• The number of fines regarding the processing of health data has also increased: For example, the Lithuanian DPA (VDAI) imposed a fine of EUR 12,000 (ETid-571) on the Lithuanian National Health Service (NVSC) regarding the use of a quarantine app in the spring of 2020. The DPA found that the controller had not taken sufficient technical and organisational measures and had not carried out a data protection impact assessment, although this would have been necessary. Further, the controller had provided non-transparent and incorrect information in the app's privacy policy.
  • The Italian Data Protection Authority imposed a fine of EUR 800,000 on the administration of Rome (ETid-827). The violation concerned the technical upgrade of parking meters. Data of individuals using the updated service was accessible to employees of the contracted firms without them having received proper instructions on data processing or having been properly declared as data processors. The upgraded system had already collected the data of 8.6 million stays, which included the license plates. According to the DPA, the officials could have (unlawfully) checked any vehicle registration plates en masse and repeatedly over time, thereby theoretically having the opportunity to trace a person's habits and parking location.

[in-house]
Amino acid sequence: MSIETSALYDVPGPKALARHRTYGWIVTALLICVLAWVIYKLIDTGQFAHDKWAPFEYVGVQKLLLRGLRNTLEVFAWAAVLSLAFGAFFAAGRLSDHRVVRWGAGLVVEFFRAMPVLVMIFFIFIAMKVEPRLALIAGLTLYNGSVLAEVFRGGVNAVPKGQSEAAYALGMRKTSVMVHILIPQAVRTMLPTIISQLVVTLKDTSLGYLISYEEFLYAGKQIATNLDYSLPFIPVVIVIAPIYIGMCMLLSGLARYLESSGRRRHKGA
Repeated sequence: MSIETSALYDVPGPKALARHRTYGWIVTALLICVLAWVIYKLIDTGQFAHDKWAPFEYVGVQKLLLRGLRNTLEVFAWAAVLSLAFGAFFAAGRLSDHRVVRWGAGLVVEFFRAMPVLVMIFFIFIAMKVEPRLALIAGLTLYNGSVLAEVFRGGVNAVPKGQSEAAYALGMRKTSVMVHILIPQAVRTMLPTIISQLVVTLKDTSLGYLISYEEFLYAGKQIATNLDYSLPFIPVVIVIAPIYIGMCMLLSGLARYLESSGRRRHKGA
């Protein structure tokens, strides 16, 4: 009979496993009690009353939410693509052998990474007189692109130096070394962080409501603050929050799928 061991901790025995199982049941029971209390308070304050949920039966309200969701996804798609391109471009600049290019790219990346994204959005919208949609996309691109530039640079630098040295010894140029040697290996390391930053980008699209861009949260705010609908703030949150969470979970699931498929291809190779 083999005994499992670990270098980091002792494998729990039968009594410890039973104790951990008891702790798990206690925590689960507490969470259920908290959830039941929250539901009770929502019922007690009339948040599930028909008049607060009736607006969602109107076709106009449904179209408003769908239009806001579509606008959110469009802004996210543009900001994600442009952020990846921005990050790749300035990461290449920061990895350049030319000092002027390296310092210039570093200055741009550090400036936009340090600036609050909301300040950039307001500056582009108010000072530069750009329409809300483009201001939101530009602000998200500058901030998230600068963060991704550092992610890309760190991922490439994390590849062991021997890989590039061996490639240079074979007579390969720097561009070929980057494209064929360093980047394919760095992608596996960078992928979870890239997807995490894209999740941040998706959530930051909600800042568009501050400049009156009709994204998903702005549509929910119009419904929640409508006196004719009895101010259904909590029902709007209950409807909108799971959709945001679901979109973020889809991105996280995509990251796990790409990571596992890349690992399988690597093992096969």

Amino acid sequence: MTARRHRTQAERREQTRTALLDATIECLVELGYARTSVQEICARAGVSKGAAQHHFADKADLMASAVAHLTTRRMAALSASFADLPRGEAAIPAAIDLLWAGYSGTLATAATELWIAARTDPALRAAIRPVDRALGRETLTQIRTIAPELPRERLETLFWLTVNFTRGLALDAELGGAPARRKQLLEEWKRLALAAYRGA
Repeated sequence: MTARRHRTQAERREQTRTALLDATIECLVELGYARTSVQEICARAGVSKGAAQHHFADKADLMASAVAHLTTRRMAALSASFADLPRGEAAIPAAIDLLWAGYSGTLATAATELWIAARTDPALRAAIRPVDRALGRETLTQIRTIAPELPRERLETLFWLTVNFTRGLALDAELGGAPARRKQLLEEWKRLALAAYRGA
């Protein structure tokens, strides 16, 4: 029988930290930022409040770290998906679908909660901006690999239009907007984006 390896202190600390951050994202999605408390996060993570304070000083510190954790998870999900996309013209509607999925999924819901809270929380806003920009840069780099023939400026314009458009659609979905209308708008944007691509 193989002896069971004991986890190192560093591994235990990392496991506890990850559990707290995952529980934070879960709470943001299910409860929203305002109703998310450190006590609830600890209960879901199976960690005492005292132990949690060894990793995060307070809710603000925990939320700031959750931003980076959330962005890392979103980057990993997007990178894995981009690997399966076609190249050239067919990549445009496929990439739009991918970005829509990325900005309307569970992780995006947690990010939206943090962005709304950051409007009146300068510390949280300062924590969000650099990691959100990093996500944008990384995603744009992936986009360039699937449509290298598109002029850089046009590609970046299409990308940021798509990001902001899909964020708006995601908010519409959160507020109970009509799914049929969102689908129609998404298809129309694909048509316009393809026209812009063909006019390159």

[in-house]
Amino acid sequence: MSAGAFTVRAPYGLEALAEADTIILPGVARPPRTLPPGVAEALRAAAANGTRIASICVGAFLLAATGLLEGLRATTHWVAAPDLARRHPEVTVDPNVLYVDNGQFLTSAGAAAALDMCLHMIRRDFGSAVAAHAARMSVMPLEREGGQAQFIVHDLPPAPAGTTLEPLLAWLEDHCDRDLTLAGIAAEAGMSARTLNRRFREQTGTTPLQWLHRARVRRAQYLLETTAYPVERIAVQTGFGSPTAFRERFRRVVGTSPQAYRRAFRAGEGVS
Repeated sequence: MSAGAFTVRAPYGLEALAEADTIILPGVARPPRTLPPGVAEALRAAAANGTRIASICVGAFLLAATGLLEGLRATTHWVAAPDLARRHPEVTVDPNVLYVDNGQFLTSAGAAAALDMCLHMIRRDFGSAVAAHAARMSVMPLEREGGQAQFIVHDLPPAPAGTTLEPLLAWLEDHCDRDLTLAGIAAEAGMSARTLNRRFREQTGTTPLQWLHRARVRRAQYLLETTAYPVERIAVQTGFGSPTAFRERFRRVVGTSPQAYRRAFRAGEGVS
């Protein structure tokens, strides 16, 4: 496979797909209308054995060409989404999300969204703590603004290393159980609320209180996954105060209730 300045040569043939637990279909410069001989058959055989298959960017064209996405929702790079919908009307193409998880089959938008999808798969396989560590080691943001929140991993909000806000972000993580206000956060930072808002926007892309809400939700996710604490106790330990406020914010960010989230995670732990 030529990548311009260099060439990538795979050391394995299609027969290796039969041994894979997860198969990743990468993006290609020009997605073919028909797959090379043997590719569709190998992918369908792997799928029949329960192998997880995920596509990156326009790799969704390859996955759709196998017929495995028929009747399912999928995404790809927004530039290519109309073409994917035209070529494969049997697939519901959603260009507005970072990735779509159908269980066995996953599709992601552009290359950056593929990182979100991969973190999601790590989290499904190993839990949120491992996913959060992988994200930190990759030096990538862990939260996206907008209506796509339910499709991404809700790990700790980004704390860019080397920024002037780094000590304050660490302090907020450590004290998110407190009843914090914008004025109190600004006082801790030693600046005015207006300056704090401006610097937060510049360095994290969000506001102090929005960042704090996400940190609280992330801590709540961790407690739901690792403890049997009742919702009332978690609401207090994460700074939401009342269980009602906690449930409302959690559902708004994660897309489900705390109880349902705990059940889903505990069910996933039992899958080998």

• The highest fine in the public and education sector to date was issued by the Dutch Supervisory Authority for Data Protection (AP), which sanctioned the Dutch Minister of Finance (ETid-946) with a fine of EUR 2.75 million for the processing of dual citizenship data of 1.4 million people in the context of childcare benefit applications, although the data on dual nationality of Dutch citizens would not have been necessary when assessing an application for childcare benefits. The data was also used – without any legal basis – to combat organised fraud and automatic classification in the authority’s risk system. The AP stated that the data subjects had also been discriminated against based on their nationality.
  • The second highest fine was issued by the Data Protection Commission of Bulgaria, which in 2019 sanctioned the National Revenue Agency (ETid-71) with a fine of EUR 2.6 million for the leakage of personal data in a hacking attack due to inadequate technical and organisational measures resulting in access to personal data concerning around 6 million people.

Main takeaway

Public authorities have a special position of trust that requires particularly strict compliance with data protection laws and an outstandingly high level of data security. The same applies to schools and other educational establishments, in particular those that process personal data of minors. Data protection authorities appear to have increased scrutiny of the public and education sector since the 2020 ETR, in particular in connection with the use of technology during the Covid-19 pandemic. In 2021 the majority of fines in the public sector have been imposed on educational institutions. We consider it likely that more COVID-19 related violations will be registered and sanctioned in the coming years. Further, the number of fines in the public sector for violations of data protection law with regard to the processing of sensitive data (e.g. health data), profiling and tracking or surveillance of individuals has increased over recent years. It seems likely that this trend will continue in the future.